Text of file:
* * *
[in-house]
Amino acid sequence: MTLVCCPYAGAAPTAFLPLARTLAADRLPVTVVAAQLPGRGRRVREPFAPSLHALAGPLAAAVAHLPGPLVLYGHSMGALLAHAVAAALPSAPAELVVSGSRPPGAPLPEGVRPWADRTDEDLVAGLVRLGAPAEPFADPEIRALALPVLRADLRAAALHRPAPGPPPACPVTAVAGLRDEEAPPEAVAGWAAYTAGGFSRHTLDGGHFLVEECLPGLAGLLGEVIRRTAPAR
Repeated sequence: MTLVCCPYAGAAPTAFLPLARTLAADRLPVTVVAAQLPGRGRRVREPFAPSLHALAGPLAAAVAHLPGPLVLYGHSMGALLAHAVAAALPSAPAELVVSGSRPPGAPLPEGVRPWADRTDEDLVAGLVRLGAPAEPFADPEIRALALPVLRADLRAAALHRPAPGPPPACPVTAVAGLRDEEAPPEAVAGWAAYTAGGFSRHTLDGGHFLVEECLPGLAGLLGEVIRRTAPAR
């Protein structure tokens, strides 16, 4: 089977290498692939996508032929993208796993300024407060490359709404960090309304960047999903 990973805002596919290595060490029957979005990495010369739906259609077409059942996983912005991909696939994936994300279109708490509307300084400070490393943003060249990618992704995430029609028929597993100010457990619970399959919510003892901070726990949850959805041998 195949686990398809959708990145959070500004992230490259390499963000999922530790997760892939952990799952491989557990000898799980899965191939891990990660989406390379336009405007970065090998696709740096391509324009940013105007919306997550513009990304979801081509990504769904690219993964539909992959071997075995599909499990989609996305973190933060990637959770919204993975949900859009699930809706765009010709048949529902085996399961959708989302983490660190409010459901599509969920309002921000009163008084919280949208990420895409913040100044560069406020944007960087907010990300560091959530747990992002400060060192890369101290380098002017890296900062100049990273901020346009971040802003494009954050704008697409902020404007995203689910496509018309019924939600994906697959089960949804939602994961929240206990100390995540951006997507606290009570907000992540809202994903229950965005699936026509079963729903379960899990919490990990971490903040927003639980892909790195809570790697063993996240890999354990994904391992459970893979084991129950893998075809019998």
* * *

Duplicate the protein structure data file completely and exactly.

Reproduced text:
[in-house]
Amino acid sequence: MTLVCCPYAGAAPTAFLPLARTLAADRLPVTVVAAQLPGRGRRVREPFAPSLHALAGPLAAAVAHLPGPLVLYGHSMGALLAHAVAAALPSAPAELVVSGSRPPGAPLPEGVRPWADRTDEDLVAGLVRLGAPAEPFADPEIRALALPVLRADLRAAALHRPAPGPPPACPVTAVAGLRDEEAPPEAVAGWAAYTAGGFSRHTLDGGHFLVEECLPGLAGLLGEVIRRTAPAR
Repeated sequence: MTLVCCPYAGAAPTAFLPLARTLAADRLPVTVVAAQLPGRGRRVREPFAPSLHALAGPLAAAVAHLPGPLVLYGHSMGALLAHAVAAALPSAPAELVVSGSRPPGAPLPEGVRPWADRTDEDLVAGLVRLGAPAEPFADPEIRALALPVLRADLRAAALHRPAPGPPPACPVTAVAGLRDEEAPPEAVAGWAAYTAGGFSRHTLDGGHFLVEECLPGLAGLLGEVIRRTAPAR
């Protein structure tokens, strides 16, 4: 089977290498692939996508032929993208796993300024407060490359709404960090309304960047999903 990973805002596919290595060490029957979005990495010369739906259609077409059942996983912005991909696939994936994300279109708490509307300084400070490393943003060249990618992704995430029609028929597993100010457990619970399959919510003892901070726990949850959805041998 195949686990398809959708990145959070500004992230490259390499963000999922530790997760892939952990799952491989557990000898799980899965191939891990990660989406390379336009405007970065090998696709740096391509324009940013105007919306997550513009990304979801081509990504769904690219993964539909992959071997075995599909499990989609996305973190933060990637959770919204993975949900859009699930809706765009010709048949529902085996399961959708989302983490660190409010459901599509969920309002921000009163008084919280949208990420895409913040100044560069406020944007960087907010990300560091959530747990992002400060060192890369101290380098002017890296900062100049990273901020346009971040802003494009954050704008697409902020404007995203689910496509018309019924939600994906697959089960949804939602994961929240206990100390995540951006997507606290009570907000992540809202994903229950965005699936026509079963729903379960899990919490990990971490903040927003639980892909790195809570790697063993996240890999354990994904391992459970893979084991129950893998075809019998």